In a recent article entitled “Dysfunction in the Boardroom” it talked about the challenges women face when trying to get on a corporate board as well as the obstacles they encountered once they had been asked to serve in this capacity. (http://hbr.org/2013/06/dysfunction-in-the-boardroom/ar/1)
In 2012, only 16.6% of Fortune 500 board seats were held by women (Harvard Business Review, 2013) prompting some to ask why this number hasn’t been budging over the last six years. There is a lack of research on this area (anyone need a dissertation topic??) and a veil of secrecy around the gender dynamics of corporate boards in general.
What happens in the corporate sector has implications for those of us who work in higher education. It impacts our own ability to make inroads professionally and also shapes how our current and future students may be received in the workplace—which is enough of a reason for me to pay closer attention.
So who are these women who have made it despite the low numbers and perceived bias issues associated with being considered to serve on a board? “In comparison with male directors, fewer female directors were married and had children. A larger percentage of the women were divorced,” (pg. 90). Well that’s not new information. We are constantly bombarded with the concept of personal and professional tradeoffs for women. Until we understand that many womens careers are circular and not linear we will continue to professionally penalize those women who work in places that value traditional models of how works gets done.
But what I found most interesting is that 91% of the women—compared with 70% of the men—reported that they “enjoyed having power and influence,” (pg. 90). Are the tides turning? Are women finally admitting that successful people can own their power and influence (and hopefully use it for good)? This is a fascinating statistic and gives me hope that we can teach that power and influence are not inherently bad things–sharing power and using influence to advance causes that support the life and work of others are actually very good things.
Another great tidbit from this article is that career aspirations and ambition rose for older women compared to men. “Such ambition at a time of life when most professionals are winding down their careers (60s and 70s) suggests that women, whose opportunities have consistently been more restricted, may wish to extend the length of their careers with an eye to finally attaining the most coveted roles,” (pg. 90). This has implications for understanding how and when women may attain top positions (if they so desire) while still navigating the traditional work and family negotiation throughout their career.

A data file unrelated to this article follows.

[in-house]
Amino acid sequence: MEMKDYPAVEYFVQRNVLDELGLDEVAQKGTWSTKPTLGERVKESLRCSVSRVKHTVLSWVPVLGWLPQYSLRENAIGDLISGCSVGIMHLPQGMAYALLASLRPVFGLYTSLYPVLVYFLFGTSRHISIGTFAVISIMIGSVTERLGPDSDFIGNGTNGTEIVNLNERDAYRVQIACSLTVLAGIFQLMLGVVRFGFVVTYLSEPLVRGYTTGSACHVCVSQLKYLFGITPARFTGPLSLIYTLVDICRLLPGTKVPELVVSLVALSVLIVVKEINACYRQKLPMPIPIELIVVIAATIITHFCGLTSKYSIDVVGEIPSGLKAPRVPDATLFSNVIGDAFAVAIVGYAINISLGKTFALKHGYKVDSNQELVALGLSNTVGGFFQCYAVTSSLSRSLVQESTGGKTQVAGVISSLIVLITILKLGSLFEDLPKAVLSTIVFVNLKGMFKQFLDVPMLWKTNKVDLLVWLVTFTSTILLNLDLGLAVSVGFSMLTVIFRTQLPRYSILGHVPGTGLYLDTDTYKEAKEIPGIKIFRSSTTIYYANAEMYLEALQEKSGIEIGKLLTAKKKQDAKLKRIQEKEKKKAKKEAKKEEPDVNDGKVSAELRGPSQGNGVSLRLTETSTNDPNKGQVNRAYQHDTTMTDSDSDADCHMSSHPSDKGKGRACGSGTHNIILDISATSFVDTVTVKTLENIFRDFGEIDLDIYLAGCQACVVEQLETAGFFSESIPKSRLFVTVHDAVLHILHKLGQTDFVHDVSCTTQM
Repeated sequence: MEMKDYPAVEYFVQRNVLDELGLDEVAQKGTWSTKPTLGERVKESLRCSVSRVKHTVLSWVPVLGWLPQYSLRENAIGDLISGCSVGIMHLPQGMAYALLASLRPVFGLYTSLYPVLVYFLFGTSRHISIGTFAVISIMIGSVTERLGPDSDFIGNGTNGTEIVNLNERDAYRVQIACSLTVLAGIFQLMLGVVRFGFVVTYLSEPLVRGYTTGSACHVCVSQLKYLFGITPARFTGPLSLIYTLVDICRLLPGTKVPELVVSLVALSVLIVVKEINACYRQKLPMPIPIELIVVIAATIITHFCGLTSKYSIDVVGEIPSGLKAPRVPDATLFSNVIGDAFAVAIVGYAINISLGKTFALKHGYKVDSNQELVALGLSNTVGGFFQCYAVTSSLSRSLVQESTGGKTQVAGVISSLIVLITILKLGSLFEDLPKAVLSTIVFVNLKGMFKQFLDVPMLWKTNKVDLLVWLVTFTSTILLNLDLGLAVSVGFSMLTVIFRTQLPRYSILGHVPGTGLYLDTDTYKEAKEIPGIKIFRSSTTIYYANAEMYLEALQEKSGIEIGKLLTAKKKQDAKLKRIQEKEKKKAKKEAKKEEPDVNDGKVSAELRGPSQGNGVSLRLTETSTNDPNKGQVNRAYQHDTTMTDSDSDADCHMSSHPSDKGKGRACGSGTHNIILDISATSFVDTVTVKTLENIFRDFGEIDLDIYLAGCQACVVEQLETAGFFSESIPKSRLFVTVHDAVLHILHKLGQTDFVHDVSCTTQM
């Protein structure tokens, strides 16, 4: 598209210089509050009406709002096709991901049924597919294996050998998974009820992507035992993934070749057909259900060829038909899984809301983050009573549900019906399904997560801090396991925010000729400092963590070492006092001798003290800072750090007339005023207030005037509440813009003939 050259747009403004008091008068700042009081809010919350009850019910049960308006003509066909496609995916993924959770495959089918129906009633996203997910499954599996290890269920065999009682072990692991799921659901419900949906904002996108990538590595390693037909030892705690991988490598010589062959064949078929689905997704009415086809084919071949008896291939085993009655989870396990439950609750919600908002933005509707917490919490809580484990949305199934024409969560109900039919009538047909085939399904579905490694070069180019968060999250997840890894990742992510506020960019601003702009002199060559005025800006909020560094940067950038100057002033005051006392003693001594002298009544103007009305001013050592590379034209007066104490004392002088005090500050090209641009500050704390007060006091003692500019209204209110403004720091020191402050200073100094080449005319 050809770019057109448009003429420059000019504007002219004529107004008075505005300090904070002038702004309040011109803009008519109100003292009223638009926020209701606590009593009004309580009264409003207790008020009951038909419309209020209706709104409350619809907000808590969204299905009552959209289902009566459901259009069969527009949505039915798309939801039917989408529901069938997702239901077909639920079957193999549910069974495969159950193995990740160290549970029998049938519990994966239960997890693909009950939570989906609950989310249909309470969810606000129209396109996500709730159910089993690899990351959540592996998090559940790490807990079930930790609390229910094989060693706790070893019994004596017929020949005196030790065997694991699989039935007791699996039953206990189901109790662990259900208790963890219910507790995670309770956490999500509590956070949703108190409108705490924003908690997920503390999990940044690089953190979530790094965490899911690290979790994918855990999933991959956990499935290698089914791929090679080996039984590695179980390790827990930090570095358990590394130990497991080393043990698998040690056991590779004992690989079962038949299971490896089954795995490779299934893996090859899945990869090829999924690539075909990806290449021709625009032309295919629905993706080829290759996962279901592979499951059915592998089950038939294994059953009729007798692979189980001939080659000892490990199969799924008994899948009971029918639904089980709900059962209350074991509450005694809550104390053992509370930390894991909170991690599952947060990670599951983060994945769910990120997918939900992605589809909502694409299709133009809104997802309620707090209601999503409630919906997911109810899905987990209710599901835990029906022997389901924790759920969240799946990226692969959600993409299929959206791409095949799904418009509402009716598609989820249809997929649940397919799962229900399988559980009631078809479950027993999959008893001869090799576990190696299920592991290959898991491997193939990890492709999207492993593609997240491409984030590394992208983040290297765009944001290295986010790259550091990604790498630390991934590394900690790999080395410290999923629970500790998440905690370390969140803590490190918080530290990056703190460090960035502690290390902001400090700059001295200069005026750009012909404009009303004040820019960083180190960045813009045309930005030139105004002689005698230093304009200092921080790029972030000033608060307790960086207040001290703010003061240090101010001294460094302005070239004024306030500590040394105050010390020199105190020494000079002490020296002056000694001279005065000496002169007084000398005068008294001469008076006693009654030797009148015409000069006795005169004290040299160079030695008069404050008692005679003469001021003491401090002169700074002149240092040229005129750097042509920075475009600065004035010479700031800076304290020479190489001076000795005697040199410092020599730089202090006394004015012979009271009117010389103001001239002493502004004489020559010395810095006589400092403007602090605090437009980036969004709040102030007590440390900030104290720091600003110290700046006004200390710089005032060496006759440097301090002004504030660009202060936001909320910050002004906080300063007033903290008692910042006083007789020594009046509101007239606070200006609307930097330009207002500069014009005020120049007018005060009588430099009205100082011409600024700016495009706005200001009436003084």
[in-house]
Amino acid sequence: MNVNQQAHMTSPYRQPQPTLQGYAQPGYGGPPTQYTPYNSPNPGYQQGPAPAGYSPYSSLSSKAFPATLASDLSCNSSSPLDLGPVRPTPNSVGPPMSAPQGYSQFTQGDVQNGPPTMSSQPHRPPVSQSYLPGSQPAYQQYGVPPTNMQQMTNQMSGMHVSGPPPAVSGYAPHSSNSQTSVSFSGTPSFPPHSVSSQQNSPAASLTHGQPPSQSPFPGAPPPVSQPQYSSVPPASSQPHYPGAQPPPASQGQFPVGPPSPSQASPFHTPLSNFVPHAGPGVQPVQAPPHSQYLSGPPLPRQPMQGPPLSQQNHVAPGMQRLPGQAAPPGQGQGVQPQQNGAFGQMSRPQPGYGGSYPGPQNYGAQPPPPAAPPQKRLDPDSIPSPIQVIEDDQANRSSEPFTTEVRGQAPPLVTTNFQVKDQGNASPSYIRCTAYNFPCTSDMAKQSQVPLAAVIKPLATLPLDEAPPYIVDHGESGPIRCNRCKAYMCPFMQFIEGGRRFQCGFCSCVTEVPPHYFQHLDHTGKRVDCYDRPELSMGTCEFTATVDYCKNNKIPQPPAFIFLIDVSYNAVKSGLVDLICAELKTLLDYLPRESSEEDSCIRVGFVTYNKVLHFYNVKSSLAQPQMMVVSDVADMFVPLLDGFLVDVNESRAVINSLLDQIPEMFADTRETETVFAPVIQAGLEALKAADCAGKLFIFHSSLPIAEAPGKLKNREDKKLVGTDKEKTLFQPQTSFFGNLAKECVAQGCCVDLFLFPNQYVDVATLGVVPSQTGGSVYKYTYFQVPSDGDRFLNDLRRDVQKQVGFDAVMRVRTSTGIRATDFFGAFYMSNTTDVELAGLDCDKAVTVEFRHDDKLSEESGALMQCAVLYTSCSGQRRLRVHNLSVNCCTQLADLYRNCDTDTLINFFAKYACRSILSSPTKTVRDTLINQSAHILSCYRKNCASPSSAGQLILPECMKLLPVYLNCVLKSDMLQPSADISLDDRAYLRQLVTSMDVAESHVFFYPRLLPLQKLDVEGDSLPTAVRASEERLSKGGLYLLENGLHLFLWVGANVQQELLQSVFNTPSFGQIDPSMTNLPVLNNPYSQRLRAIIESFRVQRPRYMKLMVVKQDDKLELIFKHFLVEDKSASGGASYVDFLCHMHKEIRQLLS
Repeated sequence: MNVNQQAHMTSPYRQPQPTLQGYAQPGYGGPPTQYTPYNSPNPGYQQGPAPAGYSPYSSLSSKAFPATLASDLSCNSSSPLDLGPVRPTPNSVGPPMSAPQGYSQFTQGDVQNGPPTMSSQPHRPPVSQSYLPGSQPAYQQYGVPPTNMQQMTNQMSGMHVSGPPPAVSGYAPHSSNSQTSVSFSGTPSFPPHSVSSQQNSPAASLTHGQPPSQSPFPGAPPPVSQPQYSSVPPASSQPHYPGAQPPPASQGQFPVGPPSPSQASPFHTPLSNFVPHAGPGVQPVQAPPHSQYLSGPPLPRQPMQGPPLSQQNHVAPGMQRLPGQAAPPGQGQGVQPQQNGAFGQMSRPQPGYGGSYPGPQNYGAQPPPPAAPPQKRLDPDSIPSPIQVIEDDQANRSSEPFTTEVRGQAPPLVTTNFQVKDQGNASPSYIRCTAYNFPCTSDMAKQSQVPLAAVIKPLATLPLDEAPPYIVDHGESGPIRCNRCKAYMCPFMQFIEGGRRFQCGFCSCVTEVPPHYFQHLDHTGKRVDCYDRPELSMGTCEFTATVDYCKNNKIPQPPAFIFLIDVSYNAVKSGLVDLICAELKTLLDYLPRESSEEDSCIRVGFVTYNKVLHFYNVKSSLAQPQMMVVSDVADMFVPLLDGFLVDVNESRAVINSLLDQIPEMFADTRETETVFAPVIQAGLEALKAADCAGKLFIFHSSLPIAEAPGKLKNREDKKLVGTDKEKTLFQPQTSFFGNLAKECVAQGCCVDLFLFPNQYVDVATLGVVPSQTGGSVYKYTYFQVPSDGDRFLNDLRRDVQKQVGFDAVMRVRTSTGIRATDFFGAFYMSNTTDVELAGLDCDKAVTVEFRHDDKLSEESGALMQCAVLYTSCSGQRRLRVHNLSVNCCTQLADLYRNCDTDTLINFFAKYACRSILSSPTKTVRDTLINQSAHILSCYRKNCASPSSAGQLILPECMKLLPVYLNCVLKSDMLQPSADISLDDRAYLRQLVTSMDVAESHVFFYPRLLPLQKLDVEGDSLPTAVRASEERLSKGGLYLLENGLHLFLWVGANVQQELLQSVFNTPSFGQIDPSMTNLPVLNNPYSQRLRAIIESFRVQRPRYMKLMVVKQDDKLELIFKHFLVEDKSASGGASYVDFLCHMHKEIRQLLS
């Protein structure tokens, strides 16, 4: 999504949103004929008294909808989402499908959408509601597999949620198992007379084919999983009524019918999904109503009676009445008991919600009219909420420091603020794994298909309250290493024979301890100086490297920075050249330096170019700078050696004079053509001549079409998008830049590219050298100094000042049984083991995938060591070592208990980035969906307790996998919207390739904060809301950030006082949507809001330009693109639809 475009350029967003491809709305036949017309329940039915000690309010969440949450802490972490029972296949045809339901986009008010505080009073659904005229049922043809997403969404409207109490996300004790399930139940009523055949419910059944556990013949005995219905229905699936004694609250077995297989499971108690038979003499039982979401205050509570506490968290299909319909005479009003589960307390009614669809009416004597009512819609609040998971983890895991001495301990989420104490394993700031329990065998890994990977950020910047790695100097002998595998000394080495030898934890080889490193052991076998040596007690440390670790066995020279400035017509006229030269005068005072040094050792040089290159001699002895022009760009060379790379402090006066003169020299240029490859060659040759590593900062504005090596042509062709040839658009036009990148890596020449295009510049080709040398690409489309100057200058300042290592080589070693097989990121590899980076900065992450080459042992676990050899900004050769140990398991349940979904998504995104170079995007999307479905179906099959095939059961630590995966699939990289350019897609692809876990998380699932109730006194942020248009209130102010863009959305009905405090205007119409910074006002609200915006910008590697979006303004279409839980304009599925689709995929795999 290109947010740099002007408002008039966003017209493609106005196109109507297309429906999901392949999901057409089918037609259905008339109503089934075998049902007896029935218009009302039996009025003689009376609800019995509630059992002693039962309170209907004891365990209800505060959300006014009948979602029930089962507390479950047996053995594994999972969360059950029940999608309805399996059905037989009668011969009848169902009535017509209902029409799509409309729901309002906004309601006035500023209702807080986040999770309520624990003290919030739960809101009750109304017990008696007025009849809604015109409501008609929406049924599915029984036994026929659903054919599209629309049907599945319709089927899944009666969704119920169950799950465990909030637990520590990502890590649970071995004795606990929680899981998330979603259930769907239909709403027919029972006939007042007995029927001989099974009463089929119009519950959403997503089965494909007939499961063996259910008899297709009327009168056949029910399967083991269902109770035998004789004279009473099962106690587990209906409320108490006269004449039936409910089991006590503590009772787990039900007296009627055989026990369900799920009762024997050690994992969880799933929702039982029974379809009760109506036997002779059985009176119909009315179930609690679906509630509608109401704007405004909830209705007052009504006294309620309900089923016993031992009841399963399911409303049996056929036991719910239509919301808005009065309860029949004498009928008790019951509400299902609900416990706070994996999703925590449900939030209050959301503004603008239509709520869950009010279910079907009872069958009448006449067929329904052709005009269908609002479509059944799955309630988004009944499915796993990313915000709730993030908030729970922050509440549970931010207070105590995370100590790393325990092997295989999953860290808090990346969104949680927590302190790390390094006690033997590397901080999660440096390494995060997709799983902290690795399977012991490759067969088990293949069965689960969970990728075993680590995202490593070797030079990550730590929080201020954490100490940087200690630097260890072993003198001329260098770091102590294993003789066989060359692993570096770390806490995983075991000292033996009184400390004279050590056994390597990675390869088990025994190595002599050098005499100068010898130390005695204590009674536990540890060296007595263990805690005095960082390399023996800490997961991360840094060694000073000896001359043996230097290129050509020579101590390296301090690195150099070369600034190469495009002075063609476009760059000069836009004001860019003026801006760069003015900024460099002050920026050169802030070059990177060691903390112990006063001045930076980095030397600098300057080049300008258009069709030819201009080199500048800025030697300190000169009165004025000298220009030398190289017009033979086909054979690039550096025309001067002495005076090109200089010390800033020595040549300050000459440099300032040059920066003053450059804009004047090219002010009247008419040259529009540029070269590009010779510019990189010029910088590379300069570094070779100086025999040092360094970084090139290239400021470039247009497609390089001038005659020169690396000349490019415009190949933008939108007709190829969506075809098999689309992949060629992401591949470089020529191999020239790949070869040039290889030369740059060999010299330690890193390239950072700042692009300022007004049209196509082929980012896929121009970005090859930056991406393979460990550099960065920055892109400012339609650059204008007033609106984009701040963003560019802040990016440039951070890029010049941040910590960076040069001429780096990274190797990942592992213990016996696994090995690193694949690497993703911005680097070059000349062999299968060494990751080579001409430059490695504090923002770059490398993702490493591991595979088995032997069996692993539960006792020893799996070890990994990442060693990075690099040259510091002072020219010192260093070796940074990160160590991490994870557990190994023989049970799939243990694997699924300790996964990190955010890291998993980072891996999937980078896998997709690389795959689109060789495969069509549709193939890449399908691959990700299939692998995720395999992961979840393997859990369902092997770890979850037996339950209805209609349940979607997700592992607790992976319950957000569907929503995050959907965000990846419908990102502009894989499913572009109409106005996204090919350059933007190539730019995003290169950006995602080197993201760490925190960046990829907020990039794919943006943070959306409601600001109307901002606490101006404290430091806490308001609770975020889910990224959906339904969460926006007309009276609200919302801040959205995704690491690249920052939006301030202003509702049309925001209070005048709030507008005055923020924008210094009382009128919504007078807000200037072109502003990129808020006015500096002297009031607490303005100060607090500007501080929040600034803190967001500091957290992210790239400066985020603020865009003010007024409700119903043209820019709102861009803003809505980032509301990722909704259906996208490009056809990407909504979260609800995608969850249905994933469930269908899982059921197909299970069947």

87% of the women in this this study reported gender-related hurdles–what do you think the percentage would be for higher education? Here are the four primary obstacles that they commonly face (pg. 94):
1) Not being heard and listened to: “I have to yell for them to hear me”
2) Not being accepted as an equal or part of the “in” group: “I’m constantly not included in informal gatherings…by male board members.”
3) Establishing credibility: “As a woman you have a longer road to build credibility.”
4) Stereotyped expectations of women’s behavior: “I’m always seen as the voice of women.”
Do these challenges resonate from themes that we hear from students, faculty and staff about our own institutions?
What does this all mean for higher education? So much. Some thoughts to consider.
1) Create ways to promote skill development for women who may be nearing retirement age: Empower them to consider roles that they may have been denied ten years before. No one said it was fair but it might open the door a bit wider.
2) Create ways to disrupt old ideas about who (and at what age) is qualified to be promoted: Longevity does not equal talent. Can an entry-level person be 40 years old? Sure. So why couldn’t a Vice President be 30? The corporate sector is much better than higher education about recognizing and promoting talent regardless of age. When we shift the culture away from strict notions of what “paying your dues” has to looks like, a new model of leadership may emerge from it.
3) Continue to create on-campus affinity groups for underrepresented employees: In the 1990’s the (then) 13 female United States Senators came together for dinner once a month. It was a way for them to connect, seek advice, and develop alliances to promote commonly supported causes. Some universities are starting to embrace this model for women, people of color, LGBT staff and faculty.
What are your thoughts on this article? What can we learn about the challenges in the corporate sector that can enhance our ability to hire and retain a talented and diverse workforce? What is your department or campus currently doing regarding improving campus climate?
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